Left Upper Sleeve status April ninth.Here’s a good idea, thanks Carol and Kimberly. This is the left upper sleeve as of today, April 9th. Each sleeve is composed of two parts, the upper and the under. The top of the upper sleeve has a convex curve to go over the top of the shoulder; the under has a concave curve to go under the underarm. Otherwise they’re the same shape. To me it looks about half done; about as many spaces as colored-in bits. But then when you consider all the gold work that has to be done, plus the sequins to be sewn on in every blank space, plus the detached bits to stitch and then sew on (the top layer of the pea pods and the butterfly wings), well, there’s plenty left to do.

Cornflower and friends from jacket back, April ninth status.Here is a cluster of motifs from the back of the jacket. At about seven o’clock is one of the dreaded trefoils; about ten there’s a sweet pea flower and pea pod; at twelve a honeysuckle with the pink & red buds; one o’clock a spiky-winged butterfly; at two most of a thistle; at about four o’clock is part of a foxglove. You can see an unstitched rose on the left, various buds, rose hips and leaves here & there; and the blank (for now) vine twining around all. Notice the little curlicues that spring from the vine; I was mentioning those yesterday. In the extreme lower right corner you can see part of another trefoil, with the vein of the leaf marked. All the trefoils and most of the other leaves have those veins. They’ll later be stitched in gold.

I’ll intersperse these posts with others, but I’ll get pictures up of all the pieces so you can see where we are. And after this coming weekend, when we have a work session, I’ll post another picture of this sleeve so you can see what was done on it. Overall, I think this piece is more done than some (the jacket fronts, for instance, are less densely covered than this) and less done than others (the jacket back, perhaps, the wings, the gussets for sure). So, pretty representative. The reason I picked it, though, is less well-thought-out than it might seem – this frame was at the front of the cupboard.

Guests for Lunch

February 9th, 2008 by Jill Hall


Today we had special guests join us for lunch. Jonny and Shelley spend much of their time caring for the rare breed animals in the 1627 English Village. That brief sentence doesn’t begin to capture all they do (I realize I say that often about the staff here, but it’s always true). They build and mend fences, feed and water, clean pens, train the cattle to walk and stand and greet visitors, and lots of other things. This session’s embroiderers enjoyed talking with them about their work but even better was petting Winter, a baby boy goat. That’s Shelley and Winter.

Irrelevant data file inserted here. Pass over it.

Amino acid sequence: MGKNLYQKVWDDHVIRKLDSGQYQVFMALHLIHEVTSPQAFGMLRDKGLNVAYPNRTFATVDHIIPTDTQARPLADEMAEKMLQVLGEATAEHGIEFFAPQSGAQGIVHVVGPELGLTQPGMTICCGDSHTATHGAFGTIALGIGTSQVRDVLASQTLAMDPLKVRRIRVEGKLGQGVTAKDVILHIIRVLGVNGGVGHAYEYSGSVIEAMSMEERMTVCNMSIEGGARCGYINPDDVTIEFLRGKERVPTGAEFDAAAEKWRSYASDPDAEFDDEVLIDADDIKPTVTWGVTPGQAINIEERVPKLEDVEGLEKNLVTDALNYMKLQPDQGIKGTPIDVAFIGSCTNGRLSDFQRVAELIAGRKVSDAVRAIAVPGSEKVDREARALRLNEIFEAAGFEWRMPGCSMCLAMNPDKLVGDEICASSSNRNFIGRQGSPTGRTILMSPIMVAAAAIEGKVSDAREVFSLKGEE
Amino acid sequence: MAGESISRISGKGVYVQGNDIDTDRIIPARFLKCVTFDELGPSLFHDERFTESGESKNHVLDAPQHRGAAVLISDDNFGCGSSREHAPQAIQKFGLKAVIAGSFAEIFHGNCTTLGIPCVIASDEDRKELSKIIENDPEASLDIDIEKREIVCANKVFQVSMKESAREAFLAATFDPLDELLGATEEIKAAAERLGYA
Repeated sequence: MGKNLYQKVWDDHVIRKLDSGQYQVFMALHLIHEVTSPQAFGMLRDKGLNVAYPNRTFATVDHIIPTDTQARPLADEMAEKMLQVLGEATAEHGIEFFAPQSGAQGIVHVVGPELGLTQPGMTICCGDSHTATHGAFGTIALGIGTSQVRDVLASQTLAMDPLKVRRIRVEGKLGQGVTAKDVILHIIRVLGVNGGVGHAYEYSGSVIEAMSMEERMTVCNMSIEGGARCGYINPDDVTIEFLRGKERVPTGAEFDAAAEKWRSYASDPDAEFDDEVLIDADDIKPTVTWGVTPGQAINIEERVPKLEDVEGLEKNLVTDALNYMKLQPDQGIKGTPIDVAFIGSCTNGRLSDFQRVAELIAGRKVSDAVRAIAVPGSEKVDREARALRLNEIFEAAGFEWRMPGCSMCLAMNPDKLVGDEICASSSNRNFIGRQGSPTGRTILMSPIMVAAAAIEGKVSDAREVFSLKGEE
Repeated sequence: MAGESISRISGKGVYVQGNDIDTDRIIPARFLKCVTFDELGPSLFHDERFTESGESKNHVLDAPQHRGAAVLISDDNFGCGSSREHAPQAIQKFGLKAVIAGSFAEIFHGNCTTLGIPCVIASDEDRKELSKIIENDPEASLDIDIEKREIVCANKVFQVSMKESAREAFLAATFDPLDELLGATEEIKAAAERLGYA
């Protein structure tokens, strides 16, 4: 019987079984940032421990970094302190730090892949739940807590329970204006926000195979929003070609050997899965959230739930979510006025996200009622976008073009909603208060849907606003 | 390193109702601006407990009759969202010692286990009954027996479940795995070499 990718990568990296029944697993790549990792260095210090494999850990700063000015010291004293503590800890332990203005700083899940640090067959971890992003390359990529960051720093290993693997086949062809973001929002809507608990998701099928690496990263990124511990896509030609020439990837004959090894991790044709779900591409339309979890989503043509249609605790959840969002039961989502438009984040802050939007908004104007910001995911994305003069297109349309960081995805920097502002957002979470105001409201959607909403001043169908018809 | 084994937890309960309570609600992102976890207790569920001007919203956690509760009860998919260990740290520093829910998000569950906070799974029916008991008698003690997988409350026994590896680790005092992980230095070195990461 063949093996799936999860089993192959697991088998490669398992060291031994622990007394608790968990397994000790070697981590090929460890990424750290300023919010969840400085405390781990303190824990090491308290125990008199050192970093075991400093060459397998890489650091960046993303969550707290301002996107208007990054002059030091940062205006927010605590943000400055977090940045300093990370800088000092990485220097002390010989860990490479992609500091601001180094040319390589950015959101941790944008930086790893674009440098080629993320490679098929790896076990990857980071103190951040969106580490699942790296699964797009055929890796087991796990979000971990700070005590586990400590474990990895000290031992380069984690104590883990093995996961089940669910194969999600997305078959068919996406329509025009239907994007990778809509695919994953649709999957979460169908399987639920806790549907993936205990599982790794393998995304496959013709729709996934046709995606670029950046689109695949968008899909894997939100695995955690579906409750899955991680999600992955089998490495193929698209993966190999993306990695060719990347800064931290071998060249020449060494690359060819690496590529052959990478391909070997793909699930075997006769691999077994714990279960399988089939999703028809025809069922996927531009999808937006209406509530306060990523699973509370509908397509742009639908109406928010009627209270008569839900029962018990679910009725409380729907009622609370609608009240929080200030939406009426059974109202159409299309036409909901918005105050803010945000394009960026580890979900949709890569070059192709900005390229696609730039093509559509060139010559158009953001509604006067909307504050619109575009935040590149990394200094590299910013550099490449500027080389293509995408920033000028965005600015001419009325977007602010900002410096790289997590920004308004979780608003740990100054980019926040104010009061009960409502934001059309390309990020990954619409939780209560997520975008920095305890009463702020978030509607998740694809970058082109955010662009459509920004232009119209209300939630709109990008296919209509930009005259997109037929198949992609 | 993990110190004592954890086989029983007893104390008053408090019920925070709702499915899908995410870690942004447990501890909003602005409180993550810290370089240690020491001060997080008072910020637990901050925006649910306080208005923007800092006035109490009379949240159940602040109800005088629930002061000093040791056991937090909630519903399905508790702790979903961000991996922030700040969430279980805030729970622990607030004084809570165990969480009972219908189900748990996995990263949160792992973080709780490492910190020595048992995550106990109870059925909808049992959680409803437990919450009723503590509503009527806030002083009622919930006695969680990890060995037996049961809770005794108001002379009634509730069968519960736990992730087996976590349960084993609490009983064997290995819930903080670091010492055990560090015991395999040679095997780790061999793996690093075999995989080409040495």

pansynumberthreeThere were frames enough for Wendy to stitch today. She’s working on the first pansy. Several motifs, pansies included, are not worked identically over the whole jacket. Some of the honeysuckle, for instance, are cream on the inner part of the petals and yellow on the outer parts; on some of them the colors are reversed. Tricia has identified at least four different ways pansies were worked on the jacket, and where on each piece the variations occur. Wendy was working a #3 pansy on the lower jacket back today.

Karin has been embroidering with us, too. Karin is the Curator of Originals for Plimoth Plantation, and has generously made time in her busy schedule to show each session’s embroiderers the samplers in the collection. Here she’s working trellis stitch butterfly bodies (striped!) on the coif. Thanks to Wendy again for all the photos. I left my camera on the computer desk at home. Karin

Believe it or not, we left tonight in the snow. I made sure everyone had the information to find out if Plimoth is closed tomorrow due to weather, but the meteorologists are promising these are just isolated snow showers with no appreciable accumulation. Is it any wonder I’m getting a little paranoid, though?

Odds & Ends

January 23rd, 2008 by Jill Hall

At a session earlier this month, Abigail from MA brought a masterpiece of needle tatting for us to admire. Here’s a picture. I don’t know how to tat, so if I dare try to explain I’ll get myself in trouble, like the time with the bobbin lace. I do know that “regular” tatting uses a shuttle with a bobbin for the thread, and needle tatting uses a needle to make the knots. That’s the extent of my knowledge.baby cap

But isn’t this beautiful? We were at a loss as to how to photograph it, but fortunately we found a willing (mostly) baby.

Embroidery is progressing this week. Catherine and Deb left today, on to more adventures in the storage rooms of the Museum of Fine Arts. Melanie Anne also left today, back to Maine for a while. Kris and Heather arrived this morning so work continued uninterrupted. With all the colors at our disposal (even more of the green silk #325, yay Tricia for bringing it) it seems like the embroidery is just growing on its own. Tricia and I figure we’re about half way done with the embroidery. Not bad, considering we began last June. Still, I’d like to keep up the pace.

honeysuckleWould you like to join us this winter? We have room in two Friday to Monday sessions – February 8 – 11 and February 29 – March 3. Email me at jhall@plimoth.org and let me know.

Oooh. I just noticed Rich has built my categories. That popping noise is my excuse not to go back and recategorize, evaporating. Back to the salt mines.

Penny discovered that if you try to view archived entries in Internet Explorer, it will only show you one page per month (not all the entries). This doesn’t seem to be a problem in Firefox. I bet that’s another thing that can and eventually will be fixed.